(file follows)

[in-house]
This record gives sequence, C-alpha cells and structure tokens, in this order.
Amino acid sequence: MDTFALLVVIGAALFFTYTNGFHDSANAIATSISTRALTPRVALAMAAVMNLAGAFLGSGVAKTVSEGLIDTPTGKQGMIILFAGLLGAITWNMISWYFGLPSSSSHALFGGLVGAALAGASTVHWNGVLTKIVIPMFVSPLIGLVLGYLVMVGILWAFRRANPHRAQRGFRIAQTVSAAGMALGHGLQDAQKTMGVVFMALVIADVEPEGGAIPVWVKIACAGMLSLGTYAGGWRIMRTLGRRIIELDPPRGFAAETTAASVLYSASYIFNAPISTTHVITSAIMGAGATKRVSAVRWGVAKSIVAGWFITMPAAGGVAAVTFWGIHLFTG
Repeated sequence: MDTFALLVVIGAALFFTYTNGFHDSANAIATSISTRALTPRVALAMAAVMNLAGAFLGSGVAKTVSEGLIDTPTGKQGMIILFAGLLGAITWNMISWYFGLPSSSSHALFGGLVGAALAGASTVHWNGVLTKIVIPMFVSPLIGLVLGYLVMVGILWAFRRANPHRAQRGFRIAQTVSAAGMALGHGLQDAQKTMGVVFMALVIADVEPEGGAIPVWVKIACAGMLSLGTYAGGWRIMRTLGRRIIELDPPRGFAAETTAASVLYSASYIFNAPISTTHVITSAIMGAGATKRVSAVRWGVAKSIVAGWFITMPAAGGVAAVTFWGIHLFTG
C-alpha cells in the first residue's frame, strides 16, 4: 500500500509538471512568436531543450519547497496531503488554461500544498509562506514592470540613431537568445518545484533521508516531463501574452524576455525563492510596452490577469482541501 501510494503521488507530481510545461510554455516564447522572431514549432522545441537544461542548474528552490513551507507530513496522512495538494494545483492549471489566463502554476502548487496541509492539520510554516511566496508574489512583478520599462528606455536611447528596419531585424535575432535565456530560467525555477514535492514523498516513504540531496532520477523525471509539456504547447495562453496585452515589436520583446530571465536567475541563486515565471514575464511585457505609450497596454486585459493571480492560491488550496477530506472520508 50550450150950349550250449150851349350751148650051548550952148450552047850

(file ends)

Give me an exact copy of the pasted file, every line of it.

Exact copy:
[in-house]
This record gives sequence, C-alpha cells and structure tokens, in this order.
Amino acid sequence: MDTFALLVVIGAALFFTYTNGFHDSANAIATSISTRALTPRVALAMAAVMNLAGAFLGSGVAKTVSEGLIDTPTGKQGMIILFAGLLGAITWNMISWYFGLPSSSSHALFGGLVGAALAGASTVHWNGVLTKIVIPMFVSPLIGLVLGYLVMVGILWAFRRANPHRAQRGFRIAQTVSAAGMALGHGLQDAQKTMGVVFMALVIADVEPEGGAIPVWVKIACAGMLSLGTYAGGWRIMRTLGRRIIELDPPRGFAAETTAASVLYSASYIFNAPISTTHVITSAIMGAGATKRVSAVRWGVAKSIVAGWFITMPAAGGVAAVTFWGIHLFTG
Repeated sequence: MDTFALLVVIGAALFFTYTNGFHDSANAIATSISTRALTPRVALAMAAVMNLAGAFLGSGVAKTVSEGLIDTPTGKQGMIILFAGLLGAITWNMISWYFGLPSSSSHALFGGLVGAALAGASTVHWNGVLTKIVIPMFVSPLIGLVLGYLVMVGILWAFRRANPHRAQRGFRIAQTVSAAGMALGHGLQDAQKTMGVVFMALVIADVEPEGGAIPVWVKIACAGMLSLGTYAGGWRIMRTLGRRIIELDPPRGFAAETTAASVLYSASYIFNAPISTTHVITSAIMGAGATKRVSAVRWGVAKSIVAGWFITMPAAGGVAAVTFWGIHLFTG
C-alpha cells in the first residue's frame, strides 16, 4: 500500500509538471512568436531543450519547497496531503488554461500544498509562506514592470540613431537568445518545484533521508516531463501574452524576455525563492510596452490577469482541501 501510494503521488507530481510545461510554455516564447522572431514549432522545441537544461542548474528552490513551507507530513496522512495538494494545483492549471489566463502554476502548487496541509492539520510554516511566496508574489512583478520599462528606455536611447528596419531585424535575432535565456530560467525555477514535492514523498516513504540531496532520477523525471509539456504547447495562453496585452515589436520583446530571465536567475541563486515565471514575464511585457505609450497596454486585459493571480492560491488550496477530506472520508 50550450150950349550250449150851349350751148650051548550952148450552047850